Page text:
116 3rd St SE
Cedar Rapids, Iowa 52401
Say Yorkshire pudding and I bet I know what you are thinking. Pudding. Little cups of custard. Yorkshire pudding is definitely not that.
Yorkshire pudding is more like a pancake. A thin, wet batter poured into a hot pan. A regular pancake uses a rising agent like baking powder or yeast to release gasses that make it fluff up. Yorkshire pudding works on a different principle.
Pouring the batter into an unusually hot pan causes it’s liquids to quickly boil and release steam. The steam cooks the flour, which traps the stream, causing it to rise. This is the same principle that pate a choux and churros use. It’s a parent recipe of American popovers.
One of the things that sets Yorkshire pudding apart from other pate a choux recipes is that it’s a savory accompaniment to a meal, instead of a dessert or sweet snack. The main flavor doesn’t even come from the batter itself.
Traditionally, Yorkshire pudding is cooked in the same pan that a roast of mutton or beef was roasted in. The roast leaves drippings of juices and fat in the pan. Instead of making a gravy out of those juices, the roast is removed and the pudding batter is poured into the pan. Put back into the oven for 15 or 20 minutes, it combines with the juices and bakes up into a bread to enjoy with the meal. It cleans the pan and makes use of all the fun stuff that got left behind. It's those juices that give Yorkshire pudding it’s real flavor.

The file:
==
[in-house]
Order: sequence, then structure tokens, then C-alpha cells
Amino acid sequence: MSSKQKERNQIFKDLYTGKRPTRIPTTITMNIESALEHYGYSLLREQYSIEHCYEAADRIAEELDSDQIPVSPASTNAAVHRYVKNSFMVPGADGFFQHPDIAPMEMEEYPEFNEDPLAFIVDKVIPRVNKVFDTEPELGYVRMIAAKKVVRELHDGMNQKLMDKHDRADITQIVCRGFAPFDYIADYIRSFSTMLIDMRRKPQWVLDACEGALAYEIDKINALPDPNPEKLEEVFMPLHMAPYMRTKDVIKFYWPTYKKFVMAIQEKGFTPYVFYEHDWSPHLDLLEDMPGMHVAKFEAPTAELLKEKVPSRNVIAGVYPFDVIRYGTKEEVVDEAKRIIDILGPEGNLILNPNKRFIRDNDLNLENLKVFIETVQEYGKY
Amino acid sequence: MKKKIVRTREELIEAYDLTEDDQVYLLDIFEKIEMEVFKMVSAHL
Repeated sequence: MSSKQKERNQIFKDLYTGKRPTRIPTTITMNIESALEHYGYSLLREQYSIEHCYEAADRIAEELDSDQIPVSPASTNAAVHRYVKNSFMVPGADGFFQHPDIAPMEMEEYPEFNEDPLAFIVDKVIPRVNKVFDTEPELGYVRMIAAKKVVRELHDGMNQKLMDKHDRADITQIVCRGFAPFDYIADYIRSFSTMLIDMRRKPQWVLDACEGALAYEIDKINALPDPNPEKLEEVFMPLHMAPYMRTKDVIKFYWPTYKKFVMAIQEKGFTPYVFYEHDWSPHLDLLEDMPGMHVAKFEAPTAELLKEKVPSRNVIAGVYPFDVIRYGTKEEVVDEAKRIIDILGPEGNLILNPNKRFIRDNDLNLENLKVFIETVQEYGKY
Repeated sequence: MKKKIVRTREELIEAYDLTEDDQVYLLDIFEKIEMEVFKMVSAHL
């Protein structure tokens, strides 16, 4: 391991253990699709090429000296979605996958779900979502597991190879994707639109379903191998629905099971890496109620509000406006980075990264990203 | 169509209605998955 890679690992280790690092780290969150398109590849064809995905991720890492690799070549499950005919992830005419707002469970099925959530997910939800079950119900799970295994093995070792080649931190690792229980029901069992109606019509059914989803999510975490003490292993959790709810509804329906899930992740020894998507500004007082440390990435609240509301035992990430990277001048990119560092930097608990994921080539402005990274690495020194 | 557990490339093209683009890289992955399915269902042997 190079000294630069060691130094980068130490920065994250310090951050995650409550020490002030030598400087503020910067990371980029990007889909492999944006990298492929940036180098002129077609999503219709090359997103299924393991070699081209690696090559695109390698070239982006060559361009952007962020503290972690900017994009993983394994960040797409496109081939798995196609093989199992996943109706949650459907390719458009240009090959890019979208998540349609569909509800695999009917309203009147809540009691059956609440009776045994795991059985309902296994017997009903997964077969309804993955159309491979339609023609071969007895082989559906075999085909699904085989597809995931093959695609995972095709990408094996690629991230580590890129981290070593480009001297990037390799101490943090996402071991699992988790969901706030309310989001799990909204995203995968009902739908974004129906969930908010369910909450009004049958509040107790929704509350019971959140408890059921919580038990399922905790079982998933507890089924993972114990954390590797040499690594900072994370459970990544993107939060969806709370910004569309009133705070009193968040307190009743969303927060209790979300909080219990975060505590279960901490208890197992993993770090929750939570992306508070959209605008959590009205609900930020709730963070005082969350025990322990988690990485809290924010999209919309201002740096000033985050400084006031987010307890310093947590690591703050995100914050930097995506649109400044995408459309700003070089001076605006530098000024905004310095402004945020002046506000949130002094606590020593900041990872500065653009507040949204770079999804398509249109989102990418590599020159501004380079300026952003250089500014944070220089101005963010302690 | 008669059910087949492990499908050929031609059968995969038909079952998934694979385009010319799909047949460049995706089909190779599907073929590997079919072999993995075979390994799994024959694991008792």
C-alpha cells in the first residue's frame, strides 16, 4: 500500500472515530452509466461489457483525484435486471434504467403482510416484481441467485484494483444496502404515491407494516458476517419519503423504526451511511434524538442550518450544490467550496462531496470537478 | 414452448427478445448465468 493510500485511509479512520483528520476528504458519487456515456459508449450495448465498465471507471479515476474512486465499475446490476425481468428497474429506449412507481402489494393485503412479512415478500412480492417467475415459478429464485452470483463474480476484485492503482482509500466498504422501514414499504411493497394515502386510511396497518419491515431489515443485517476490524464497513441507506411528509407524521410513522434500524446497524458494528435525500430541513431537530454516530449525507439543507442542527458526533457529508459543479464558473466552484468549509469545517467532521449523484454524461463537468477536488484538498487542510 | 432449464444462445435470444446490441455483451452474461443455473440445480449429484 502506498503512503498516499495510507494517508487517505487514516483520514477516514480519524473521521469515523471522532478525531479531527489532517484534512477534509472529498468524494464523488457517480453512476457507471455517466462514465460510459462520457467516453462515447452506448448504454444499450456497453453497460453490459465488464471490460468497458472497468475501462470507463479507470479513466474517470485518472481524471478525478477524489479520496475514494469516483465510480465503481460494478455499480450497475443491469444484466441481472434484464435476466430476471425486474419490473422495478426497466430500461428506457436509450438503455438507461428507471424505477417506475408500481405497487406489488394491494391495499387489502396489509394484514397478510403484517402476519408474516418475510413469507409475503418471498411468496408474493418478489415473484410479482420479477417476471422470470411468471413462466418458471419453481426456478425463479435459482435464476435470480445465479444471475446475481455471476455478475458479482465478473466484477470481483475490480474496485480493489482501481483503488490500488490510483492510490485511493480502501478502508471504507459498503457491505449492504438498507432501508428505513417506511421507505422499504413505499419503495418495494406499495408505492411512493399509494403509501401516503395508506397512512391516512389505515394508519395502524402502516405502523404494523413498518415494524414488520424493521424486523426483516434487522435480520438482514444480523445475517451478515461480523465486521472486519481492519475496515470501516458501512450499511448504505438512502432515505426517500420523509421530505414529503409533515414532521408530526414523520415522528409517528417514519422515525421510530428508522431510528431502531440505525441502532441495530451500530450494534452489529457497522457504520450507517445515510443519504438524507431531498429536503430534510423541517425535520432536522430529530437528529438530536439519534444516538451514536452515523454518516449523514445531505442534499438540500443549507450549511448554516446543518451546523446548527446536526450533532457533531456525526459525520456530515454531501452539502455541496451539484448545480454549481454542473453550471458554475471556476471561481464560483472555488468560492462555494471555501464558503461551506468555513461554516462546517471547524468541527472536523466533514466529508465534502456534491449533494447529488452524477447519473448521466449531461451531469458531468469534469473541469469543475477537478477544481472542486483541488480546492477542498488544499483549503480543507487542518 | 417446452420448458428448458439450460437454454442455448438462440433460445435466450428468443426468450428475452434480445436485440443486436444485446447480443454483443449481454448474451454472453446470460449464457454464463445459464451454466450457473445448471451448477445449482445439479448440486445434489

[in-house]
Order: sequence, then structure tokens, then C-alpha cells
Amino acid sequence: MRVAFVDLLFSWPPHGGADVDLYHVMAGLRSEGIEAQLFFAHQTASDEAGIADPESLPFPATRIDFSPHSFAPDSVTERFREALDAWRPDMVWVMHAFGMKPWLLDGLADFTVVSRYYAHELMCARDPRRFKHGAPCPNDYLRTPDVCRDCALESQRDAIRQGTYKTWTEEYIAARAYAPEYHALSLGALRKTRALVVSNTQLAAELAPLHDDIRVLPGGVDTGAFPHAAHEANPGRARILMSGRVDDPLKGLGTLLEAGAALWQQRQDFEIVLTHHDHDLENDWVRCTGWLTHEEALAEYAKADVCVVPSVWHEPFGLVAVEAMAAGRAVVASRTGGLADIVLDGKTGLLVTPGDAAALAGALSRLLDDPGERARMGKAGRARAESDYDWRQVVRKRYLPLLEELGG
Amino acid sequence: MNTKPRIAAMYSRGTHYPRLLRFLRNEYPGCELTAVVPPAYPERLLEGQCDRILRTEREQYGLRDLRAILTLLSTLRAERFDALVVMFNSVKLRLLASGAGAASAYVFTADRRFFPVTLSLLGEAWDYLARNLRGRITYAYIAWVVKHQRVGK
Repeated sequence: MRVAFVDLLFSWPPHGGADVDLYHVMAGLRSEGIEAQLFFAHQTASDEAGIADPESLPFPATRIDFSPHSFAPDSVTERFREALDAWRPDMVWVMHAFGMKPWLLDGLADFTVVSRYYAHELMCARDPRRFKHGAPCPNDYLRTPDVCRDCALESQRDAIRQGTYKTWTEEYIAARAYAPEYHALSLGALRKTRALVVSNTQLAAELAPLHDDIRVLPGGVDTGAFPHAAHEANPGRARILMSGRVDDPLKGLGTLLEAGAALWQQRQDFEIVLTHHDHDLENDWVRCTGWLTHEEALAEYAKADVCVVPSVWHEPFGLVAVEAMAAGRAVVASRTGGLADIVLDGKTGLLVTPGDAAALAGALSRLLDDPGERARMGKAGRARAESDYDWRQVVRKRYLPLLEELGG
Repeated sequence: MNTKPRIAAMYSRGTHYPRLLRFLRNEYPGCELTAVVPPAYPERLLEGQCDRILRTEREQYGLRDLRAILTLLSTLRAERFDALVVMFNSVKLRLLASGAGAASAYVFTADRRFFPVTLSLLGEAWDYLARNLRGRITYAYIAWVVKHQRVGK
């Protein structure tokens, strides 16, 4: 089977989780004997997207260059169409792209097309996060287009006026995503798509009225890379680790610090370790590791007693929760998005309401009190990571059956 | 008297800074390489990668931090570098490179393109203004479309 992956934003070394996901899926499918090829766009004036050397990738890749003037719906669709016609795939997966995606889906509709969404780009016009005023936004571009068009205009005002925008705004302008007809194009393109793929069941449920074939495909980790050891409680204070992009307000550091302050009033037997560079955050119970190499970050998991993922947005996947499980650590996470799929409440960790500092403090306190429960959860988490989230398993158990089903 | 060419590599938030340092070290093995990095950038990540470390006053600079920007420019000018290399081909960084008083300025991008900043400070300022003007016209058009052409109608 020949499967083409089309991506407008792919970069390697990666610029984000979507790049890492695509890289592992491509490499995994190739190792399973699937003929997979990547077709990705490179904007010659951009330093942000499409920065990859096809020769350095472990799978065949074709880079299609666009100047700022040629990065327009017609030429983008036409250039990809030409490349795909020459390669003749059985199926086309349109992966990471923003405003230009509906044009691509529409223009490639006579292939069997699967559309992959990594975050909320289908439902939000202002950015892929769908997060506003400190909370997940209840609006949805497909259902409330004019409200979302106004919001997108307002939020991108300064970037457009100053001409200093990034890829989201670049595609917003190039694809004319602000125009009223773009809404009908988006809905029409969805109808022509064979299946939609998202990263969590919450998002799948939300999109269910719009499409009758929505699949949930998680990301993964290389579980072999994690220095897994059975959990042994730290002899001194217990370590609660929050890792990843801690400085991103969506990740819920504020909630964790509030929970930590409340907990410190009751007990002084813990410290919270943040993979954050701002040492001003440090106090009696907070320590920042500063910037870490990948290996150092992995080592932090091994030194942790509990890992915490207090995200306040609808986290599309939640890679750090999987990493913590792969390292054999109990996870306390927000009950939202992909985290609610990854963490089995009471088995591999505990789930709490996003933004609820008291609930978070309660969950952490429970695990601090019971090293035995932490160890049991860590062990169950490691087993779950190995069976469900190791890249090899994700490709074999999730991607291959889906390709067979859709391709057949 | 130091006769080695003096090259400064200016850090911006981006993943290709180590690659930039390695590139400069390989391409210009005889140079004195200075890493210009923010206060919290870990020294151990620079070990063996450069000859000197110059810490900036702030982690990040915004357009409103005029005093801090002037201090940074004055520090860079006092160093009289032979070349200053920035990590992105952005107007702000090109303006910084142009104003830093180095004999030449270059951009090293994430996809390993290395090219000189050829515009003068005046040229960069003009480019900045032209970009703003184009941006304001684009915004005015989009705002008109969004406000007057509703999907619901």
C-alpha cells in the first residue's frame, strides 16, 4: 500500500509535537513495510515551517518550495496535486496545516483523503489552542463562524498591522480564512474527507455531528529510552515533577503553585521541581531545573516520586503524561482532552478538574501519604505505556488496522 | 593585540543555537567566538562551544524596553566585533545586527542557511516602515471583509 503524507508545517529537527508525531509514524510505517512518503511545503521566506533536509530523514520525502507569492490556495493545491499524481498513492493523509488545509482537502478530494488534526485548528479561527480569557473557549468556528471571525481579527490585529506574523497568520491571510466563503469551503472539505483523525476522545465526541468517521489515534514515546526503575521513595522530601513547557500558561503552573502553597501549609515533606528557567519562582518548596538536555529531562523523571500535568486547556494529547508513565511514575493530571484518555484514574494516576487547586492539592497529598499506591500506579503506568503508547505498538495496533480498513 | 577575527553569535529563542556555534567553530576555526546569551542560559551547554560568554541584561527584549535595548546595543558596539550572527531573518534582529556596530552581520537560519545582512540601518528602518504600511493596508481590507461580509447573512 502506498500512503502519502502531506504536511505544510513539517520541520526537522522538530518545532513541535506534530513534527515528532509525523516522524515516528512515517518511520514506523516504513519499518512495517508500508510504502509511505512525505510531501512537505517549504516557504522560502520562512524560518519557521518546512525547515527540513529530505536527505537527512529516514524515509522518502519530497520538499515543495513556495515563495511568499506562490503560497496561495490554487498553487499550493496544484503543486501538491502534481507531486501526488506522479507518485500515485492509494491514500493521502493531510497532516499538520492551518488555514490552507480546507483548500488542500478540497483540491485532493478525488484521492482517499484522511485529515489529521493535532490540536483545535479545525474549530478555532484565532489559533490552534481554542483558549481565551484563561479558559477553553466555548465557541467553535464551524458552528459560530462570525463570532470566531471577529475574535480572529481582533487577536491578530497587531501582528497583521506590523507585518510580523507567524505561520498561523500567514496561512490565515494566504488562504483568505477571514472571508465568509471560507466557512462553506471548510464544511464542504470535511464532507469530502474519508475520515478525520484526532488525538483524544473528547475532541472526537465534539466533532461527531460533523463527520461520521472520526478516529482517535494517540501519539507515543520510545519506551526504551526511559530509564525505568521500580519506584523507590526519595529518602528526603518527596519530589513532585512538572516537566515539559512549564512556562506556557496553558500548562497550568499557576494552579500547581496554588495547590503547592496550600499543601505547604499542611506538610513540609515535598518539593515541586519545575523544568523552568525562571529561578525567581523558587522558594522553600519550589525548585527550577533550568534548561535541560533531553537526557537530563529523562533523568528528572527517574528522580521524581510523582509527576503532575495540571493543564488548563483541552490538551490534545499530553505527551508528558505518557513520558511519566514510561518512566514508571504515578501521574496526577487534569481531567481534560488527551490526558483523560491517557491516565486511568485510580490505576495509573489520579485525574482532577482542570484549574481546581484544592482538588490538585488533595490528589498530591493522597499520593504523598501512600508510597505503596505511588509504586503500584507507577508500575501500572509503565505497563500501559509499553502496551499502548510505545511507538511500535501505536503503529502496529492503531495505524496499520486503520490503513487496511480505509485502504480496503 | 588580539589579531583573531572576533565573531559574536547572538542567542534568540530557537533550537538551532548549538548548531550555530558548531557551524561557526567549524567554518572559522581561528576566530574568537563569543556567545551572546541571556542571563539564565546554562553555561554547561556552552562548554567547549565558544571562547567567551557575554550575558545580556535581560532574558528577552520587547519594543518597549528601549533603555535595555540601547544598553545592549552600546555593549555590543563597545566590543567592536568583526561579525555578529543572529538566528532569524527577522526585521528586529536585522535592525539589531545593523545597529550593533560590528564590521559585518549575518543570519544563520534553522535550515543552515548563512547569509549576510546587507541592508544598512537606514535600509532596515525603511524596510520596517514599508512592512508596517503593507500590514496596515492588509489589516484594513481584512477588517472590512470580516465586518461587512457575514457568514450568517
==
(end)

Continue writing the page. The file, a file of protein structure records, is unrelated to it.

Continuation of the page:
Baked at high heat, it gets crusty on the outside and pleasantly soft and chewy on the inside. You definitely want to eat them hot out of the oven. They will lose their crunch if they sit too long. I’ve heard they freeze well after baking, but I’ve never been able to stop myself from eating all of them right away, so I can't really vouch for that.
A funny side effect of the pudding that I came across: when you make it with the juices from a roast, you have to wait for the pudding to bake. Which forces you to be patient and let your roast rest before serving. Resting a roast has a number of added benefits like allowing the heat to distribute evenly and letting the flavorful juices reabsorb into the tissues. This makes is more tender and juicy than if you started slicing into it when it was hot out of the oven. You know how sometimes you cut into meat, and the juices run out all over the plate? That’s because it wasn’t allowed to rest after cooking.